Monday, August 26, 2013

Commitment to Reading LOTR

Every once in a while I have few to no books in my reading pile.  During these times I sometimes take a dive into my library and re-read a particular book or series.  Recently this took me back to the land of Fianovar and Guy Gavriel Kay’s masterpiece Arthurian triology, as well as the Warhammer 40k universe, in particular the Eisenhorn and Ravenor trilogies by Dan Abnett.  Looking through my current library, a series stood out as having been read the one time, but never re-read.

J.R.R. Tolkein’s Lord of the Rings trilogy.  I only vaguely remember the details of my first time through the realms of Middle Earth.  The one thing that stood out was a sense of accomplishment.  That was a hard, slog of a read at times, more so because the language is so incredibly dense and complex compared the normal fare of fantasy literature at the time. 

 With that in mind, I’ve decided to revisit Middle Earth and the heroic deeds of the Fellowship, from reading on the history of Hobbits through to the final destruction of Sauron and the raising of the King of Gondor.  

After reading the first dozen or so pages, something stood out amongst all that fine print: the races are all capitalized.  What would today be an elf is Elf to Tolkein, hobbit is Hobbit, et cetera.  This made me wonder when and where the current conventions against capitalization occurred, if at all.  One simply doesn’t repeat another author’s style simply for convention.  I distinctly remember some initial critiques on my fantasy ms that pointed out the fact that Elves were elves, despite the reasoning behind it.  I’m still tempted to return and re-edit the capitals back into the Elf, and the surprise to find it in Tolkein’s work just may be the nudge required to do so.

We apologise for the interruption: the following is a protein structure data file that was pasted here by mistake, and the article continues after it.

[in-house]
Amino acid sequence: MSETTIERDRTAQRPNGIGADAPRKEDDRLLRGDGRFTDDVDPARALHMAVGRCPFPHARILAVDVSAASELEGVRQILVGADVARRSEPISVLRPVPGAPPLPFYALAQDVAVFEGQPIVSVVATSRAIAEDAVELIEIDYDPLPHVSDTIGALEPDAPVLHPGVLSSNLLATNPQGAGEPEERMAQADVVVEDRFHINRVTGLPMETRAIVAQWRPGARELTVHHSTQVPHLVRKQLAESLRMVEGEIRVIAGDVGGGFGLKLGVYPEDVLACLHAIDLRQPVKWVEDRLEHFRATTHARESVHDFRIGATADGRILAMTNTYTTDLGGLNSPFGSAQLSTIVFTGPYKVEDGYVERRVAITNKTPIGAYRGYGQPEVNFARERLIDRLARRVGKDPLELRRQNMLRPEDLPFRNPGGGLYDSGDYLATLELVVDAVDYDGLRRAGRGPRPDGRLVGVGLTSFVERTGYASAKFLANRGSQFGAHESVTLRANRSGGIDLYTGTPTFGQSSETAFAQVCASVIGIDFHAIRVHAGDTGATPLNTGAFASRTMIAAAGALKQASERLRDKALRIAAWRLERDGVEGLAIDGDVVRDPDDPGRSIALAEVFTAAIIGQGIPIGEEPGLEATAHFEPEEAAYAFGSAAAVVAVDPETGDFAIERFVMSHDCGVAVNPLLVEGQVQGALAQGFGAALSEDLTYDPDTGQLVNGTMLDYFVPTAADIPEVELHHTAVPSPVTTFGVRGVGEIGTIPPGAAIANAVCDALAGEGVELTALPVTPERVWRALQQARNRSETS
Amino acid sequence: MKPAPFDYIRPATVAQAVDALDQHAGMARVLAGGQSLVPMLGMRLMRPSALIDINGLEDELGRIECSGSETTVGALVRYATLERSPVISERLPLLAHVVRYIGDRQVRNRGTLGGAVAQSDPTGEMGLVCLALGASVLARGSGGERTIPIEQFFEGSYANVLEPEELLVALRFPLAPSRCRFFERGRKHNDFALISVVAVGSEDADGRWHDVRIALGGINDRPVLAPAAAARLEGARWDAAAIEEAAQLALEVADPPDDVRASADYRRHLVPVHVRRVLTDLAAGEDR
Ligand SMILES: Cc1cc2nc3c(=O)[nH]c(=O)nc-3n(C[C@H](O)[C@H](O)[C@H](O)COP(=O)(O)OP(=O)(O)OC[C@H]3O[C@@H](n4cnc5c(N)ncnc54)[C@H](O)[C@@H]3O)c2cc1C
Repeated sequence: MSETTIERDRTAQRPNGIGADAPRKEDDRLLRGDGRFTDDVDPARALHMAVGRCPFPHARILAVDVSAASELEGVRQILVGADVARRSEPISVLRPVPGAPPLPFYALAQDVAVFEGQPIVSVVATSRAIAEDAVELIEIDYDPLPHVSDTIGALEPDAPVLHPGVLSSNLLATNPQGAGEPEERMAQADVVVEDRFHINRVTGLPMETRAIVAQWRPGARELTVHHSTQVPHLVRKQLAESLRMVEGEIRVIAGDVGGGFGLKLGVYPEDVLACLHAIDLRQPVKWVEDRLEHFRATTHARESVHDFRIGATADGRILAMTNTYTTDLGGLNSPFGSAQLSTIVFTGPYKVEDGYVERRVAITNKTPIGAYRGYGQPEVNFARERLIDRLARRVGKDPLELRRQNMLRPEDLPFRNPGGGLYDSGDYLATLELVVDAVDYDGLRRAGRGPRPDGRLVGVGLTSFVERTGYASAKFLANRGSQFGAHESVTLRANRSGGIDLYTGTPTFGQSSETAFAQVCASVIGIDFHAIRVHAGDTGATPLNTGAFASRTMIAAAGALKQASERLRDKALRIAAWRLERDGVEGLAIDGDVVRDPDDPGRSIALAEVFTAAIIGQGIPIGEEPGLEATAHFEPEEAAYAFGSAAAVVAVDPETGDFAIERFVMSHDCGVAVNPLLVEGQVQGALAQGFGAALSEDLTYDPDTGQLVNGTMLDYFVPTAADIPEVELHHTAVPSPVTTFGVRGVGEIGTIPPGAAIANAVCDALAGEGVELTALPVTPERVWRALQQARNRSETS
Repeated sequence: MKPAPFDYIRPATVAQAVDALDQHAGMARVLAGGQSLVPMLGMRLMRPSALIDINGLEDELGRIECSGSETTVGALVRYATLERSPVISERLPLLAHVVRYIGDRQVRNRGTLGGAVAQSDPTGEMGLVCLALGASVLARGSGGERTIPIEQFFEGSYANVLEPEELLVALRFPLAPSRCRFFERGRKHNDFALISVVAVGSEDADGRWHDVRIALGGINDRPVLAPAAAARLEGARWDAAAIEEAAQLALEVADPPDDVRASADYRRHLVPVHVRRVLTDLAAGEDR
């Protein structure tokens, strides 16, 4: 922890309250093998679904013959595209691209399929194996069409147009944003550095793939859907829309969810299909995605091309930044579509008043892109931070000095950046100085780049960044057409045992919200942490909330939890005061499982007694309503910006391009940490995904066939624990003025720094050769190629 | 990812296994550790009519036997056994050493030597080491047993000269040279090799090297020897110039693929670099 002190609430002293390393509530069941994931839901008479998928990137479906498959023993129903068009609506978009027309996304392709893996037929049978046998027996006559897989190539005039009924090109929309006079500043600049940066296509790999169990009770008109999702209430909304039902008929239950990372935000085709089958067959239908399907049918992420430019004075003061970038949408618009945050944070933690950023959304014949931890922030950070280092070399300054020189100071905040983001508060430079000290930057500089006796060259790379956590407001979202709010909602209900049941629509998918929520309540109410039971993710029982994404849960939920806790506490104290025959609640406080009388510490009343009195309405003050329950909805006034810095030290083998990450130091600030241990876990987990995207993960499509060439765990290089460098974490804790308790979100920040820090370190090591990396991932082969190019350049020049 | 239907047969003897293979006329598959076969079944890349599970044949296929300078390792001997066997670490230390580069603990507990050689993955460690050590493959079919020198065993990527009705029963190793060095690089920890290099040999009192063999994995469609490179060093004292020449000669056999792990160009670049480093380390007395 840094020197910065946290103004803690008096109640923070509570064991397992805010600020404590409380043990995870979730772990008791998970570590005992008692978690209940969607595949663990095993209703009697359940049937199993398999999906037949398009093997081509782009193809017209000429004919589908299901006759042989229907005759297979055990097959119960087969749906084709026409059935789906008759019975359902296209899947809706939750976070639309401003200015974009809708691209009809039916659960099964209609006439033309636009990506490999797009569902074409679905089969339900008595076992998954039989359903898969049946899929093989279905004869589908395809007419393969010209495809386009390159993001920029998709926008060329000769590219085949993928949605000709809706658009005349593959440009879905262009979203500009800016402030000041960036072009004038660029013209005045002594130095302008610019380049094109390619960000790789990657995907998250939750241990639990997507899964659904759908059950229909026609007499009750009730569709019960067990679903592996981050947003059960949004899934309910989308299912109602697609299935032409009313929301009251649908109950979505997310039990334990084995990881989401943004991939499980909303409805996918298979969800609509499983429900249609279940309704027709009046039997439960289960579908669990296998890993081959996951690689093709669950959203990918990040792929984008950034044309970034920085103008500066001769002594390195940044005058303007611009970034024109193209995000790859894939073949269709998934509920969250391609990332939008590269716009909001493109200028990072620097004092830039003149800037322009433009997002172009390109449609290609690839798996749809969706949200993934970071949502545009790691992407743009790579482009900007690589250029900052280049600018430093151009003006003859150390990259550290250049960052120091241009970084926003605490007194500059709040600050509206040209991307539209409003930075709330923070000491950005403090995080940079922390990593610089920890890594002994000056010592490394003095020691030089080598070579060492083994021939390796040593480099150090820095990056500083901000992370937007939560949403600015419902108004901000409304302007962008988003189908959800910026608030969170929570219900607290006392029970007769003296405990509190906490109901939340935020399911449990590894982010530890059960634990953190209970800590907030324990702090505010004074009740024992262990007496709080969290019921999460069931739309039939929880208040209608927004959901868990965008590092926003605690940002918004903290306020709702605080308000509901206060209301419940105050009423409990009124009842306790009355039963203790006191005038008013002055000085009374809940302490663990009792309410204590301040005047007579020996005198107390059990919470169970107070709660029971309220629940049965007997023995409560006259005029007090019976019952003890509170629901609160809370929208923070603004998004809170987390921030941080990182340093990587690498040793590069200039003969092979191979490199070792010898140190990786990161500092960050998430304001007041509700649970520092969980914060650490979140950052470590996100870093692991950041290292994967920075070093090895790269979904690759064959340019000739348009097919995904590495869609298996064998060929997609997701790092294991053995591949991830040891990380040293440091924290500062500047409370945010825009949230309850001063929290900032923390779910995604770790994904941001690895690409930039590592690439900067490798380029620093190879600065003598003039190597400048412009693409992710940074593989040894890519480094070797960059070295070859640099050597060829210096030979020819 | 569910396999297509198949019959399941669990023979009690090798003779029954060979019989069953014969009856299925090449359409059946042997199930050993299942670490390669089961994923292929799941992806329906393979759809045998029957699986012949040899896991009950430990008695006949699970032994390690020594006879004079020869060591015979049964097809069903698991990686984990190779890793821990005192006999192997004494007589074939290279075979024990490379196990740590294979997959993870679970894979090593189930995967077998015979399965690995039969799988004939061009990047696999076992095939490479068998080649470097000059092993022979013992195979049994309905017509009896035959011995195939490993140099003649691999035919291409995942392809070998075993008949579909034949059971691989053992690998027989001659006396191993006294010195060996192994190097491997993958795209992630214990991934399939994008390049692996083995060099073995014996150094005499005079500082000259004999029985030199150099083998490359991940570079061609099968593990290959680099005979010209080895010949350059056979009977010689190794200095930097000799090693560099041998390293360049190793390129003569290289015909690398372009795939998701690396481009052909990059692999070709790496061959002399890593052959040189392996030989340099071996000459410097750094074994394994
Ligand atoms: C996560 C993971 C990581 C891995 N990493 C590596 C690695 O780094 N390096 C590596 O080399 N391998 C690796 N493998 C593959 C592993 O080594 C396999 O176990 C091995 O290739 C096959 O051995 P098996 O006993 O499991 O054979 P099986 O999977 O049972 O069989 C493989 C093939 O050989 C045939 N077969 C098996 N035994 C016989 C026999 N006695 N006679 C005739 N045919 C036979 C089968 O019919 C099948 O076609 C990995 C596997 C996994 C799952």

In any case, let the Tom Bombadil tangents begin!


  1. Ahhhhh, such a project!! One of my best pals just did the whole Harry Potter series again. Talk about a commitment.

    Seriously (seriously) committing to Atlas Shrugged was my proudest moment.

    Enjoy revisiting these wonderful books. They are hard to get through at times, but just think: as a reward when you're done, watch all the movies again!

    1. You actually hit the nail on the head. My reward was going to be once again enjoying the trilogy. My wife may differ on the term enjoyment, or at least the level therein the trilogy may give her over me.

      Atlas Shrugged was on my radar years ago but slipped off. I'll have to put it back on my wish-list - thanks for reminding me!

      And thanks for dropping by!